Perhaps if one scratches the surface, the actor is even more of a fitting casting choice for Pearse than meets the eye.

Still, the producer of Dracula confided to the Radio Times that Rhys Meyers made a great vampire because there's "something of the night" about him.

"I'm cast as bad guys because I look like one," surmised Rhys Meyers at the time, not inaccurately. "I can convey that sense of conflict, I suppose, because I'm a guy who lives in conflict a lot of the time. It's not something I have to search for: that sense of looking for some sort of peace or balance - it's evident in me regardless of what I do."

And there's little doubting that Rhys Meyers is a complex man himself. Much like Pearse (albeit in wholly different ways), there appears to be an internal tug-of-war between saint and sinner.

"I suppose there are two Pearses, the sombre and taciturn Pearse and the gay and sunny Pearse," writes historian Brian Crowley.

In May this year, Rhys Meyers, a recovering alcoholic, was spotted staggering down a London street ducking into an off-licence in the early morning to buy two bottles of vodka. In broad daylight, the star, stained of T-shirt and bedheaded of demeanour - swigged from the bottle. For a man who went to rehab for alcohol abuse three times between 2005 and 2009, it was an alarming sight.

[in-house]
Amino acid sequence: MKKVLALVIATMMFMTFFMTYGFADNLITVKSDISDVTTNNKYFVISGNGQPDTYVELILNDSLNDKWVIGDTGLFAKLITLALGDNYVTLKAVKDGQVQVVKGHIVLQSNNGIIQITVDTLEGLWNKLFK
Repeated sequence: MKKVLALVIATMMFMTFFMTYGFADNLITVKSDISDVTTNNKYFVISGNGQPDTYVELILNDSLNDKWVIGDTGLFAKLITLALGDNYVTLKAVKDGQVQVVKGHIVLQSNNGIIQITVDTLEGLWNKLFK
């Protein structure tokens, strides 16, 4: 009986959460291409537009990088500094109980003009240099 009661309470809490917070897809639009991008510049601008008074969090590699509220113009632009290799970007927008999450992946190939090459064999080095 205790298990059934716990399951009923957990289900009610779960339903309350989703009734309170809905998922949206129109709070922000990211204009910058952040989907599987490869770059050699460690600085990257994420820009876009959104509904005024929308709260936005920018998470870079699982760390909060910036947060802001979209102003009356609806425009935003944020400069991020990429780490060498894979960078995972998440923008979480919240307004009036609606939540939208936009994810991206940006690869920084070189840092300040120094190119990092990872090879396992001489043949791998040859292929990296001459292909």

Only a month previously, Rhys Meyers and his fiancée Mara Lane shared their happiness on Instagram: the couple posted a pic of themselves, windswept and happy on a Cork beach.

The actor's relapse was made all the more upsetting given that his mother, Geraldine, died from a stroke eight years ago. Geraldine had battled alcoholism down the years to such a degree that, by Rhys Meyers' own admission, when he was a boy she would spend all her dole money on drink, leaving him with no option but to steal food to survive.

Rhys Meyers' complex life has more than a few intriguing footnotes. Among them are his career trajectory, aided and abetted by a wealthy, middle-aged dairy farmer Christopher Crofts.

Crofts met the young actor in an amusement arcade and, once Rhys Meyers had moved into his family farmhouse in Cork, Crofts became his de facto agent and a star was born.

For now, Rhys Meyers is hale and hearty; working consistently, personally fulfilled and looking back on that fateful Sunday morning in May as a mere 'blip' in his recovery.

As he readies himself to inhabit the curious and complex world of Pearse, Rhys Meyers has put two other promising roles in the can: not only will he play Clash frontman Joe Strummer in new film London Town, he has also completed work on Roland Emmerich's new drama Stonewall, based on the true story of New York's Stonewall Inn and the 1969 riots between the bar's gay clientèle and police.

Both projects promise to bring plenty of acclaim and attention to Rhys Meyers, but what the future holds for him beyond it all, it's hard to say.

Speaking in 2013, he admitted that when he got the call to play Dracula, he was craving a modicum of normalcy, even in his on-camera life. "I thought, 'Oh please, let it be a generic cop show where I wear jeans and T-shirts," he says. With any luck, normal will be on the cards - both off-screen and on - for him soon.

Indo Review